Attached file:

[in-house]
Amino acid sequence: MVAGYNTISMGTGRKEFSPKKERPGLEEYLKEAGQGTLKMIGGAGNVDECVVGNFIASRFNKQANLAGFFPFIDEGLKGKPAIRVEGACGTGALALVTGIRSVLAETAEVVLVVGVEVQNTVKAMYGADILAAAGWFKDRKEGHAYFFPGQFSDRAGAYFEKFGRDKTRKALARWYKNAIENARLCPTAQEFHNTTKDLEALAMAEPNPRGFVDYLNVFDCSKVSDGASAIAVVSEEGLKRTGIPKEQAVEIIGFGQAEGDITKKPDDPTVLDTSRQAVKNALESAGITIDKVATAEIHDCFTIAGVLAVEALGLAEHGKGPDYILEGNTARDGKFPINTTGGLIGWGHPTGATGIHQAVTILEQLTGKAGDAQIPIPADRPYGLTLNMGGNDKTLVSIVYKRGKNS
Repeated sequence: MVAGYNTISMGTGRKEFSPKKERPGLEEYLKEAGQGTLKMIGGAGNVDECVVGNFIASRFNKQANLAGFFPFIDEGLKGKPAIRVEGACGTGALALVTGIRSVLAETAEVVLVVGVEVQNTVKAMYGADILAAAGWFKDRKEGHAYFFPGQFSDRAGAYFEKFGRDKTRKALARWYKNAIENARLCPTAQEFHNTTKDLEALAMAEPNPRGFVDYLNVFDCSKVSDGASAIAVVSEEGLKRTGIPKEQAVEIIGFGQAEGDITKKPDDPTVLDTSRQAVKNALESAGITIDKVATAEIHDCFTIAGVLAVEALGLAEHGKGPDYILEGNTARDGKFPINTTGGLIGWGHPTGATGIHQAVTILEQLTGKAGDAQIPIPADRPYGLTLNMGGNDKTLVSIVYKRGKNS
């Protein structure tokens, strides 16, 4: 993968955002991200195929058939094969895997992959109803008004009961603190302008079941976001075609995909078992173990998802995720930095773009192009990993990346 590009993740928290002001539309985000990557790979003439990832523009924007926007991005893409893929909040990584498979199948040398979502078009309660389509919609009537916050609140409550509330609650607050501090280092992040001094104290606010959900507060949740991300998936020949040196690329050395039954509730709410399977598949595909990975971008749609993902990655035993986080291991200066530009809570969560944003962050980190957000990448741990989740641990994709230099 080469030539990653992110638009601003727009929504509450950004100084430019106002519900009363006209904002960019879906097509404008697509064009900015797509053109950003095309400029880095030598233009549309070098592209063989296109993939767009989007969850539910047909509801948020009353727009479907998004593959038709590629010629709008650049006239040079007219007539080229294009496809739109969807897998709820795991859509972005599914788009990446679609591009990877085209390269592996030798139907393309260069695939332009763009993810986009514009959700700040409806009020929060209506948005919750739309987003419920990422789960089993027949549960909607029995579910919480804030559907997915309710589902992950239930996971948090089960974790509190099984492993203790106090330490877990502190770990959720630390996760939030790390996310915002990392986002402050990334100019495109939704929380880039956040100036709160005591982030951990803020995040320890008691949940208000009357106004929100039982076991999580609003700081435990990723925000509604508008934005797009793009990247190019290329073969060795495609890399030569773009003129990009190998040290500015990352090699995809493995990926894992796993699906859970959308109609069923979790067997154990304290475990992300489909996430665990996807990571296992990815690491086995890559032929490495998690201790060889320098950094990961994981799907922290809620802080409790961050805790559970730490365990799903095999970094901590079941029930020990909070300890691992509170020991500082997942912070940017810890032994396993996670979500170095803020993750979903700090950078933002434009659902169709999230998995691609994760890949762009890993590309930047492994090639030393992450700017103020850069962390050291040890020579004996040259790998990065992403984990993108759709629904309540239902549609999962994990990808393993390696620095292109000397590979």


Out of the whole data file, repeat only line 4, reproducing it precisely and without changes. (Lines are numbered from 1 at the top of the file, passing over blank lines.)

């Protein structure tokens, strides 16, 4: 993968955002991200195929058939094969895997992959109803008004009961603190302008079941976001075609995909078992173990998802995720930095773009192009990993990346 590009993740928290002001539309985000990557790979003439990832523009924007926007991005893409893929909040990584498979199948040398979502078009309660389509919609009537916050609140409550509330609650607050501090280092992040001094104290606010959900507060949740991300998936020949040196690329050395039954509730709410399977598949595909990975971008749609993902990655035993986080291991200066530009809570969560944003962050980190957000990448741990989740641990994709230099 080469030539990653992110638009601003727009929504509450950004100084430019106002519900009363006209904002960019879906097509404008697509064009900015797509053109950003095309400029880095030598233009549309070098592209063989296109993939767009989007969850539910047909509801948020009353727009479907998004593959038709590629010629709008650049006239040079007219007539080229294009496809739109969807897998709820795991859509972005599914788009990446679609591009990877085209390269592996030798139907393309260069695939332009763009993810986009514009959700700040409806009020929060209506948005919750739309987003419920990422789960089993027949549960909607029995579910919480804030559907997915309710589902992950239930996971948090089960974790509190099984492993203790106090330490877990502190770990959720630390996760939030790390996310915002990392986002402050990334100019495109939704929380880039956040100036709160005591982030951990803020995040320890008691949940208000009357106004929100039982076991999580609003700081435990990723925000509604508008934005797009793009990247190019290329073969060795495609890399030569773009003129990009190998040290500015990352090699995809493995990926894992796993699906859970959308109609069923979790067997154990304290475990992300489909996430665990996807990571296992990815690491086995890559032929490495998690201790060889320098950094990961994981799907922290809620802080409790961050805790559970730490365990799903095999970094901590079941029930020990909070300890691992509170020991500082997942912070940017810890032994396993996670979500170095803020993750979903700090950078933002434009659902169709999230998995691609994760890949762009890993590309930047492994090639030393992450700017103020850069962390050291040890020579004996040259790998990065992403984990993108759709629904309540239902549609999962994990990808393993390696620095292109000397590979």